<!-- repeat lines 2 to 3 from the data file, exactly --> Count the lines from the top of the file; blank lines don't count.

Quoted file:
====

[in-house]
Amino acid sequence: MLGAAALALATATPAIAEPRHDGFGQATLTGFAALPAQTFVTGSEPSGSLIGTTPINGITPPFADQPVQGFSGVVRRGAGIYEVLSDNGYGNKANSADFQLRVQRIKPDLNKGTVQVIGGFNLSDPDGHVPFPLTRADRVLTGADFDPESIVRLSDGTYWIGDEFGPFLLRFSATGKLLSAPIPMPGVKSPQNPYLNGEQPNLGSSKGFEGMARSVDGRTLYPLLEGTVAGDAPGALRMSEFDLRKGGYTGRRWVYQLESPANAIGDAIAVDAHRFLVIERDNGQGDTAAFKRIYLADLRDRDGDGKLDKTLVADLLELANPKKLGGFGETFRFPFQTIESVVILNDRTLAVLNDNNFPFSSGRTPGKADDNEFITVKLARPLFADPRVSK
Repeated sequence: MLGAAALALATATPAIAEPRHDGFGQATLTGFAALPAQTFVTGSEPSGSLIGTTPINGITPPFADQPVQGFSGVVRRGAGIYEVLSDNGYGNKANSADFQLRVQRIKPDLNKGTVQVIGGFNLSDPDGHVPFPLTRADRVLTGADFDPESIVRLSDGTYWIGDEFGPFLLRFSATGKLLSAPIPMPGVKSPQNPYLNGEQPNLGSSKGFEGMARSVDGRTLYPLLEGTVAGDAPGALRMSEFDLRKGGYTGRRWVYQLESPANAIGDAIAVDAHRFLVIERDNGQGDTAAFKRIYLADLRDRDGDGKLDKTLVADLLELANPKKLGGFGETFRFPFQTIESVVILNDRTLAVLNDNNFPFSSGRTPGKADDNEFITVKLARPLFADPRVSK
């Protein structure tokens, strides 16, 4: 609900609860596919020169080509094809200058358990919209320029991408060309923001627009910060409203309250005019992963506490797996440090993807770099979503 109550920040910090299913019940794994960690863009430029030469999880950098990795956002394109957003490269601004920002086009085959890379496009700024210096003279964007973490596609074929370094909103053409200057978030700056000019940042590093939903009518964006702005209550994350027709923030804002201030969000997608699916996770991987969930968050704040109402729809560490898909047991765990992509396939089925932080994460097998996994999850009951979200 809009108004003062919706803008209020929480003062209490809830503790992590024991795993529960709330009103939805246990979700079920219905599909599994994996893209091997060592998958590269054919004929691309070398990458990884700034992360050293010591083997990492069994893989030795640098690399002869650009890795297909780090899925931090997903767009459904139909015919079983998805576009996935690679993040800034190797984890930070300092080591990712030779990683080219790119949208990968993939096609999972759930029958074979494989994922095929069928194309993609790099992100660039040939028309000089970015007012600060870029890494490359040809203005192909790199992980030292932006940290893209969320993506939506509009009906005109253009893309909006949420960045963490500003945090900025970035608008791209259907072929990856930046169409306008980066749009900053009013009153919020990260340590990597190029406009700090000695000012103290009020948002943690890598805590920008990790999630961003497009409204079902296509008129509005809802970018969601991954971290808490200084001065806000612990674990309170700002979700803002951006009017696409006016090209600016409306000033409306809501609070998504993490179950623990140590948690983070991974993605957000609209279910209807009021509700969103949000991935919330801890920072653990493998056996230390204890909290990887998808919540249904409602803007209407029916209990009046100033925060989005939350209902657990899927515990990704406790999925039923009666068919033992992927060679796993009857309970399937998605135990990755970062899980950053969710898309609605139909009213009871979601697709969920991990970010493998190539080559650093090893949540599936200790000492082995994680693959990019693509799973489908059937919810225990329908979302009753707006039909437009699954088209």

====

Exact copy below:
Amino acid sequence: MLGAAALALATATPAIAEPRHDGFGQATLTGFAALPAQTFVTGSEPSGSLIGTTPINGITPPFADQPVQGFSGVVRRGAGIYEVLSDNGYGNKANSADFQLRVQRIKPDLNKGTVQVIGGFNLSDPDGHVPFPLTRADRVLTGADFDPESIVRLSDGTYWIGDEFGPFLLRFSATGKLLSAPIPMPGVKSPQNPYLNGEQPNLGSSKGFEGMARSVDGRTLYPLLEGTVAGDAPGALRMSEFDLRKGGYTGRRWVYQLESPANAIGDAIAVDAHRFLVIERDNGQGDTAAFKRIYLADLRDRDGDGKLDKTLVADLLELANPKKLGGFGETFRFPFQTIESVVILNDRTLAVLNDNNFPFSSGRTPGKADDNEFITVKLARPLFADPRVSK
Repeated sequence: MLGAAALALATATPAIAEPRHDGFGQATLTGFAALPAQTFVTGSEPSGSLIGTTPINGITPPFADQPVQGFSGVVRRGAGIYEVLSDNGYGNKANSADFQLRVQRIKPDLNKGTVQVIGGFNLSDPDGHVPFPLTRADRVLTGADFDPESIVRLSDGTYWIGDEFGPFLLRFSATGKLLSAPIPMPGVKSPQNPYLNGEQPNLGSSKGFEGMARSVDGRTLYPLLEGTVAGDAPGALRMSEFDLRKGGYTGRRWVYQLESPANAIGDAIAVDAHRFLVIERDNGQGDTAAFKRIYLADLRDRDGDGKLDKTLVADLLELANPKKLGGFGETFRFPFQTIESVVILNDRTLAVLNDNNFPFSSGRTPGKADDNEFITVKLARPLFADPRVSK